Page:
We speak fine words of collaboration, but all attempts to set up a representative industry-wide voice are torn apart by factionalism and confrontation, says Nick Raynsford

Nick Raynsford

The British construction industry is notoriously fragmented. Every significant report on the industry from Michael Latham’s Constructing the Team to Andrew Wolstenholme’s Never Waste a Good Crisis and Paul Morell’s IGT Report on Low Carbon Construction has identified this as a key problem which has to be addressed if we are to achieve a more efficient and more successful industry.

But for all the fine words, and the impressive demonstration projects - both those that were explicitly set up as part of M41 (the movement for innovation) in response to the Egan Report and others such as the 2012 Olympics - which have shown how a better integrated, less confrontational approach can deliver huge benefits, the goal has proved frustratingly elusive.

The Strategic Forum has had to pass around the begging bowl to fund work. For one of the country’s biggest industries accounting for 9% of GDP, this is frankly shameful

Not only has it been difficult to break down traditional barriers and the confrontational spirit which has proved so damaging in many contractual relationships, it has proved equally hard to get the representative bodies of the industry’s many component parts to work together consistently in a collaborative spirit.

There is a long history here, going back not just decades, but generations. But let’s just remind ourselves of what has happened in the past 20 years.

One of the key recommendations of the Latham Report was a review implementation forum to bring together representatives from across the whole industry to oversee the implementation of the Constructing the Team recommendations. This evolved into the Construction Industry Board (CIB) which did a great deal of important work in fleshing out the different elements in the Latham agenda, which needed to be adopted across the industry. But as has often proved the case with construction industry reform initiatives, the CIB began to lose momentum after a few years. It also appeared to be increasingly tangled up in minutiae, suggesting that its focus was shifting increasingly to the detail rather than the big picture.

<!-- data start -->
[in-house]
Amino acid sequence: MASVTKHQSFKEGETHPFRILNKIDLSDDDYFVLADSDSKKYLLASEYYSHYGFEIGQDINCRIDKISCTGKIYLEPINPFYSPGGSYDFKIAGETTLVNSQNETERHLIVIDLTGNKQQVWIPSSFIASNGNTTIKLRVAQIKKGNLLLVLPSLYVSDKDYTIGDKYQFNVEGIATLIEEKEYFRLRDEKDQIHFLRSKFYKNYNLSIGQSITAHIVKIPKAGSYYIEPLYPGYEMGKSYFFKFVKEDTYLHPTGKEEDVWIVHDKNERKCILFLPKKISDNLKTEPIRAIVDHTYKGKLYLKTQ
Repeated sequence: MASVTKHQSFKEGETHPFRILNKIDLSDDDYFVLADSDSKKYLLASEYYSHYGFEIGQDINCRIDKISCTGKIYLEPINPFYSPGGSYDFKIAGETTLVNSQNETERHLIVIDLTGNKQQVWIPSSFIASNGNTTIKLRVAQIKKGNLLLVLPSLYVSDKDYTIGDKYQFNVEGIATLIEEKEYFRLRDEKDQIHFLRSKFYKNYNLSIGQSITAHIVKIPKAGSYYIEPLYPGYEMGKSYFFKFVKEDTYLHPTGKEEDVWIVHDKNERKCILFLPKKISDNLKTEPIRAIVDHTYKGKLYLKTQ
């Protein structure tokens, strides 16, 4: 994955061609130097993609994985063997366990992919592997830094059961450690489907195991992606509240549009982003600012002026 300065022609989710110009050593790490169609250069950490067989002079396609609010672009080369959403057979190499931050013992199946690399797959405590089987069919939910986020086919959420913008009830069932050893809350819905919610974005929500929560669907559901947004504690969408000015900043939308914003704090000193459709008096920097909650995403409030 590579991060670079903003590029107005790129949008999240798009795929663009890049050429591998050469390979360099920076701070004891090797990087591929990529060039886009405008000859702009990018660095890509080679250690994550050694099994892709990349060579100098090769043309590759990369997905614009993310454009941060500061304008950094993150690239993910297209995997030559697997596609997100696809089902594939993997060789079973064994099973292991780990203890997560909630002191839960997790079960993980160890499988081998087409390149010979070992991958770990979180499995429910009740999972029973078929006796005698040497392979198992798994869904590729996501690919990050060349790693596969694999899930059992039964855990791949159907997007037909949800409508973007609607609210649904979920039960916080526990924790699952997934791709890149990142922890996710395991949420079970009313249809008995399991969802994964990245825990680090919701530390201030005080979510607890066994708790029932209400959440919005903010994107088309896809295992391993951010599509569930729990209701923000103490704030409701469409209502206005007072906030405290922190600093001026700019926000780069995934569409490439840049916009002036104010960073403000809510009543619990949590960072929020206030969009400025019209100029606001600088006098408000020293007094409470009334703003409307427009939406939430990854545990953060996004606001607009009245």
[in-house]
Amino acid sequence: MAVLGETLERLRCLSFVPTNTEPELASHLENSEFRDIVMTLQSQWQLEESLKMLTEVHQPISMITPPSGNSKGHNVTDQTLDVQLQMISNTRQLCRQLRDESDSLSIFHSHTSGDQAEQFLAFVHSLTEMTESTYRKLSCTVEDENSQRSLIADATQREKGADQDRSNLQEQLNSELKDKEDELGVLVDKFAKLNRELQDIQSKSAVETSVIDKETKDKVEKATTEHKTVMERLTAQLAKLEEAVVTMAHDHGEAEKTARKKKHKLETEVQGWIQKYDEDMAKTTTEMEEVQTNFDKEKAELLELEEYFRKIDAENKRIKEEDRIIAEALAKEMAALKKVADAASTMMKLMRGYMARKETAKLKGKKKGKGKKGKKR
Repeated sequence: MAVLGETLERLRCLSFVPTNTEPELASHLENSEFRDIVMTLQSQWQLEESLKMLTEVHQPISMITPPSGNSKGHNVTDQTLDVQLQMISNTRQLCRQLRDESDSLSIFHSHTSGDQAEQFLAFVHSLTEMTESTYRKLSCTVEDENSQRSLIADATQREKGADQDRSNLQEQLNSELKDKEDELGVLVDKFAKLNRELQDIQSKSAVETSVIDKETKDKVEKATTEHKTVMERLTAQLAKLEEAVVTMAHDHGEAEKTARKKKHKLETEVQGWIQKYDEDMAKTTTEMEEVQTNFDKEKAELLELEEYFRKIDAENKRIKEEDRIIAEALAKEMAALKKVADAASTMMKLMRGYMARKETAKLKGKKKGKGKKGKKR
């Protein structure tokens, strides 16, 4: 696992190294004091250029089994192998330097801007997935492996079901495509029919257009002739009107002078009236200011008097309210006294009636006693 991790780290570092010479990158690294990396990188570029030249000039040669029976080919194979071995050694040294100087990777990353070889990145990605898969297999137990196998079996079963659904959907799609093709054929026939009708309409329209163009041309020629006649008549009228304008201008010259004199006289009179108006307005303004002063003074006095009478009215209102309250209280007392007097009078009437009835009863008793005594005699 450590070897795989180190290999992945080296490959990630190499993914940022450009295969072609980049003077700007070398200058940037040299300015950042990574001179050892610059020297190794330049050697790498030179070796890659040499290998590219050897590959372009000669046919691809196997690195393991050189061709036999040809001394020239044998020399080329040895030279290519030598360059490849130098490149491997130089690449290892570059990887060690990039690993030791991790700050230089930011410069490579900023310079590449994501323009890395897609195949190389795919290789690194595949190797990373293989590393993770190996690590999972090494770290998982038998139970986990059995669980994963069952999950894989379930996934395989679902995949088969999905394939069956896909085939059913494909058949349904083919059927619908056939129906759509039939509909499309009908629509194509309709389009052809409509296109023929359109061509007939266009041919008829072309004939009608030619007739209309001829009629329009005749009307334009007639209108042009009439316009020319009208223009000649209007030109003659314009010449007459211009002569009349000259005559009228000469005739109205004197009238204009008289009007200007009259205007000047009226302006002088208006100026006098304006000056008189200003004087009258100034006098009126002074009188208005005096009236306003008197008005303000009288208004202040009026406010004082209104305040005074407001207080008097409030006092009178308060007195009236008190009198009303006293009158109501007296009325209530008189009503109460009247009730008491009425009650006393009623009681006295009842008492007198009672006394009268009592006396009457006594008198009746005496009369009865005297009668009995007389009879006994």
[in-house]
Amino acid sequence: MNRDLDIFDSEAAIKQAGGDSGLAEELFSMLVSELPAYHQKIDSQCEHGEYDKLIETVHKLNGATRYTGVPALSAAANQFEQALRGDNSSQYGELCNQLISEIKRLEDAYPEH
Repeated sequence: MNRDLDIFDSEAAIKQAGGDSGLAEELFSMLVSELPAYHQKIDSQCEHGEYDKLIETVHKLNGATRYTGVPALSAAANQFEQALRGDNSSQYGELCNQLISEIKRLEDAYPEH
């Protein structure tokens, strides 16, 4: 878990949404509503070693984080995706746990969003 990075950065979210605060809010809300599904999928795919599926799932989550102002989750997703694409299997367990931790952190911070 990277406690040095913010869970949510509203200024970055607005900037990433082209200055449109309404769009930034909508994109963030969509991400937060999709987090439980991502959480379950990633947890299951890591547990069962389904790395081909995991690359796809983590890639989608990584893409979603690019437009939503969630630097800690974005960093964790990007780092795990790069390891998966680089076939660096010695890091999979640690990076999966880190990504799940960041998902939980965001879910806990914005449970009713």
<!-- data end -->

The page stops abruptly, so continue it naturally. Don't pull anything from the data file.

At the same time the Egan Report Rethinking Construction had given new impetus to the construction industry reform agenda and as the responsible minister at the time, it seemed to me appropriate to replace the CIB with the Strategic Forum for Construction under Sir John Egan’s chairmanship. This would help to re-energise the voice of the industry and give it, as the name made clear, a more strategic focus. It was also tasked with overseeing the implementation of the Rethinking Construction agenda, and monitoring progress in meeting the targets defined in the follow-up report Accelerating Change.

However important each of the factions may think they are, no group can speak alone as the authoritative voice of the industry

Once again the new body made some important early gains, not least in setting a series of ambitious targets for the Olympic Delivery Authority. These “2012 commitments” undoubtedly helped to focus the whole industry on ensuring that the Olympics became a real showcase for the best of British construction.

But despite this and other important achievements, the Strategic Forum for Construction has found it difficult to maintain momentum, and perhaps more importantly, retain the support of all sectors in the industry. The siren voices of particular groups, that either want to hijack the Strategic Forum for their own sectional interests, or else emasculate it and claim to speak for the industry in its place, are once again too much in evidence. The problem is compounded by the lack of resources to enable the Strategic Forum to sustain its important work programme. It has depended on individual industry bodies to service its work; some have been more forthcoming than others. It has also had to pass around the begging bowl to fund the (genuinely) modest costs of publishing and disseminating really significant pieces of work. For one of the country’s biggest industries accounting for 9% of GDP, this is frankly shameful. It certainly helps to explain why over so many years construction has failed to achieve the recognition and respect that an industry of this size and significance deserves.

Is it too much to expect industry leaders to recognise that a reversion to factionalism is the last thing that British construction needs? The hard truth is that this great industry is made up of a range of very different groupings all of which have a contribution to make. None of them, however important each of the factions may think they are, can speak alone as the authoritative voice of the industry. Whatever the future of the Strategic Forum, it is essential that there is an authentic industry-wide representative voice with the capacity to promote the interests of the whole, not just some of the parts.

Nick Raynsford MP is honorary vice-chairman of the Construction Industry Council and a former construction minister